It can be tough and extremely exhausting, and it’s completely okay (and natural!) to be frustrated, or even admit that this wasn’t something you wanted. Your needs are important in this as well, Anon. While I can completely understand and empathise with you on the matter of taking care of your children, neglecting yourself can have a strong negative impact on your mental health later on, which could in turn affect your ability to stay attuned to your children, or even others around you.
It’s absolutely essential to meet your needs in the best possible way you can. It could even be as simple as taking some rest, going for a walk or listening to calming music. Pause and ask yourself: what is it that I need right now? How can I relax my body? How can I calm my mind?
There are several articles on Mashion’s page that list down coping strategies for anxiety. Some of my favourites are journaling, exercising, warm/hot showers, mindfulness, meditation or even just listening to the sounds of the ocean on YouTube.
Consult A Specialist For The children
In the case of your child’s eating habits, it might help to consult a doctor. What concerns me is the inability to really consume food, and if it’s getting worse, then perhaps this might be an option to consider.
Stepping Away From Who You DON’T Want To Be And Focusing On Who You DO Want To Be
Anon, I would also like to say that what you’re experiencing now is completely okay. Give yourself permission to not be okay right now. Maybe you’re exactly where you need to be for the time being. Everyone’s journey is different.
In terms of what you said at the end of your message, I noticed that there was a lot of focus on who you don’t want to be. Let’s step away from that, and try to shift your attention towards what or who you would like to be. Take that a step further and ask yourself: what needs to be done in order for me to reach there?
Find A Safe Space To Talk About What You’re Going Through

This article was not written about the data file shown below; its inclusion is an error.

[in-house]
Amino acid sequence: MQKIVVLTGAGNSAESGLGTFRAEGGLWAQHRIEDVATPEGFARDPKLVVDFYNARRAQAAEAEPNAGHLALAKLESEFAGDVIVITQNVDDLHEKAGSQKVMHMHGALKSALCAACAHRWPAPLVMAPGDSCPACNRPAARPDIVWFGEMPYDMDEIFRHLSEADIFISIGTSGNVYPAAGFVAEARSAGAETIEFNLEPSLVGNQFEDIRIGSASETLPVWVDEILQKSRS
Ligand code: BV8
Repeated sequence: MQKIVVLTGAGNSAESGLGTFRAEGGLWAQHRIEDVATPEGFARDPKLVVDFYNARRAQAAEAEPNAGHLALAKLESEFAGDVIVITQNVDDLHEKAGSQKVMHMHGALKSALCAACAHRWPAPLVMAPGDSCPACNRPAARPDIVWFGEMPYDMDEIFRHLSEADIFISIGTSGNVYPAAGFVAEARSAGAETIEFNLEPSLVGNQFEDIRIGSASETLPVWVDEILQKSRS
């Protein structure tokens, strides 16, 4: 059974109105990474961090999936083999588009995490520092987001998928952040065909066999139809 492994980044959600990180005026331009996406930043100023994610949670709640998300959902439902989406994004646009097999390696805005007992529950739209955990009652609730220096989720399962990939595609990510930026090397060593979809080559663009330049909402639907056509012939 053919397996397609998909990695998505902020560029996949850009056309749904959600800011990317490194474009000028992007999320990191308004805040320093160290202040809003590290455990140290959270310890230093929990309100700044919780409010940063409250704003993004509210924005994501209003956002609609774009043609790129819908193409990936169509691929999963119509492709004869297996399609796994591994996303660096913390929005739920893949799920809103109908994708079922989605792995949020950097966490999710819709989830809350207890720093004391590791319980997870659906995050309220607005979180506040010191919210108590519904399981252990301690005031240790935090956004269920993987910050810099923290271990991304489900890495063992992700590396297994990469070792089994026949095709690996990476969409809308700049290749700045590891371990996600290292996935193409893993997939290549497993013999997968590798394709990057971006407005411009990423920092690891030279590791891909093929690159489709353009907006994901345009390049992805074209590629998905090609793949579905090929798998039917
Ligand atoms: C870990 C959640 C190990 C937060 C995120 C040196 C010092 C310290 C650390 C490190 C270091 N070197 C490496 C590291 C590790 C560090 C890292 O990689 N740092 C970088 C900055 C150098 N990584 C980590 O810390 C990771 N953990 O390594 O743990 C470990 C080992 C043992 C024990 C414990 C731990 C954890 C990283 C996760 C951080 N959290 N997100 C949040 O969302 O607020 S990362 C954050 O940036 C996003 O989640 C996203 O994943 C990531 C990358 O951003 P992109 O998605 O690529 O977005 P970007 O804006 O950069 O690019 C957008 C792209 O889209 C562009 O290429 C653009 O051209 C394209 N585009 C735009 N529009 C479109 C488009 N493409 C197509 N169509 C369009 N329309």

Anon, what really concerns me about your message is that there is a reluctance in terms of being able to open up about what’s going on. Sometimes our reluctance comes from this sense of judgement that we have about ourselves, which we might project onto someone else. What that simply means is that it’s possible that certain assumptions are being made about another person’s feelings. Perhaps your mother or sister might be able to hold space for you if you did reach out?
If you still feel uncomfortable with the idea of opening up to family or friends at this stage, I would strongly recommend therapeutic counselling. While I’m not as familiar with tools and resources outside of Pakistan, I imagine that therapeutic counselling would be available, even online at this time. This is a space where you’ll be able to talk about your experience without judgement and safety.
Anon, there seems to be a lot going on in your life, and it seems really unfair that you’re allowing yourself to go through it alone. Through all the words, I hear a great deal of pain. You seem to be taking care of the world around you, but it also looks like you aren’t really looking out for YOU, and I wonder if that’s where some of that anxiety is coming from: that sense of not being truly open and accepting about what you’re experiencing, or your needs that continue to go unmet. At the end of the day, being attuned to our own needs and being our most congruent and authentic selves is extremely important! I really hope things work out for you, and that you’re able to find the peace and safety that you’re looking for. I wish you all the best. Take care and stay in your power, Anon!
The above article is written by Shahrukh Shahbaz Malik who is trained in humanistic integrative counselling at CPDD in the UK and currently has her own private practice in Karachi. The views expressed in this article are those of one expert. They do not necessarily represent the views of Mashion, nor do they represent the complete picture of the topic at hand. This article is for informational purposes only and is not a substitute for medical diagnosis or treatment.